Urological Clinic Munich-Planegg

Benign prostate enlargement

Synonyms: Benign prostatic hyperplasia, lower urinary tract syndrome (LUTS), adenoma

What is benign prostate enlargement?

The prostate of a healthy adult male weighs about 20 grams and is the size of a chestnut. Size and weight remain approximately constant up to the age of 45. The enlargement of the prostate that then begins in many men (sometimes up to five times the initial weight) is a normal part of the aging process and does not necessarily cause discomfort or problems. The growth process is probably triggered by a shift in the hormonal balance of the aging man. An exact cause has not yet been sufficiently researched.

Since the prostate is surrounded by a tough skin, newly formed tissue expands mainly inwards towards the urethra and narrows it (see figure). Consequently, the constriction soon leads to the typical problems with urination, although the actual increase in the size of the gland may be comparatively small.
If, on the other hand, the glandular tissue increases mainly in the peripheral areas of the prostate, the urethra is not narrowed, or is hardly narrowed, at all. Despite a massive increase in volume, the patient may remain symptom-free for a long time.


An enlarged prostate presses on the bladder and urethra. This makes it increasingly difficult for the bladder to empty.

What symptoms can occur?

The first symptoms are often only noticed when the urethra is compressed to such an extent that the bladder becomes slack. This leads to typical changes during urination: A distinction is made between disturbances in urinary bladder emptying ("urinating") and in urinary bladder storage ("bladder control").

1. Urinary bladder emptying disorder:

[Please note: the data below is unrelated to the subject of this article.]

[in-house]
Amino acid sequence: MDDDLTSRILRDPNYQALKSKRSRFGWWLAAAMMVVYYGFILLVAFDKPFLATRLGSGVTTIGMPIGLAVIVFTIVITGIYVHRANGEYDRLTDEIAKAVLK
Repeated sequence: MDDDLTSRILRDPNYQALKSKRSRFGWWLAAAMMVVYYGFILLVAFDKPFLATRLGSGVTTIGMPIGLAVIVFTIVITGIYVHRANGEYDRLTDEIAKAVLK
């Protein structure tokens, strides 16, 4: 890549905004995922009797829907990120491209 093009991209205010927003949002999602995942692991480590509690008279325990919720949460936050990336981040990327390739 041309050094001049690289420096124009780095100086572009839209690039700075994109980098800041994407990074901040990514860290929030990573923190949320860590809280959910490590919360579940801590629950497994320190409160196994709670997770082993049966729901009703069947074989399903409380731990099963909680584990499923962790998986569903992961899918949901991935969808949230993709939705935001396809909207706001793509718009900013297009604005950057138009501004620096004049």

• Delayed start of emptying and need for abdominal pressure to empty the bladder: Those affected often stand at the toilet for several minutes.
  • Attenuated urine stream: The urine only comes in portions or drips for a long time.
  • Residual urine sensation: After urinating, those affected go to the toilet again because they are unsure whether they have completely emptied the bladder.
  • Acute urinary retention: In advanced cases, the bladder is unable to empty in response to the patient’s wish. Patients find themselves acutely unable to urinate.

2. Bladder control disorders:

  • Frequent urination: Those affected need to frequently go the toilet, in some cases at very short intervals, but pass only small quantities of urine.
  • Nocturia (or nycturia): Frequent nocturnal toilet visits as a result of incomplete bladder emptying.
  • Imperative urge to urinate / urge incontinence: The raising of the bladder floor due to prostate enlargement leads to overstretching of the nerves and thus to a sudden strong urge to urinate, which in some cases can lead to unwanted urine leakage.

What are the possible consequences?

Depending on the nature and severity of the prostate enlargement, there may be different consequences:

  • Frequent cystitis: If there is too much residual urine in the bladder, bacteria can multiply very easily.
  • Overflow incontinence: The overstretched bladder can no longer hold the urine; constant urine dripping is the result.
  • Haematuria (visible blood in the urine): Pressing strongly to empty the bladder leads to increased pressure in the bladder and thus to the bursting of bladder veins.
  • Diverticula of the urinary bladder: Due to the increased bladder pressure, which is necessary for complete emptying of the bladder, a thickening of the wall of the bladder occurs, sometimes with protrusions of the mucous membrane of the bladder (diverticulum). This fosters both residual urine formation as well as the growth of bladder stones.
  • Hydronephrosis: In the late stage, urine can build up right back into the kidneys, leading to kidney failure which will require dialysis if left untreated.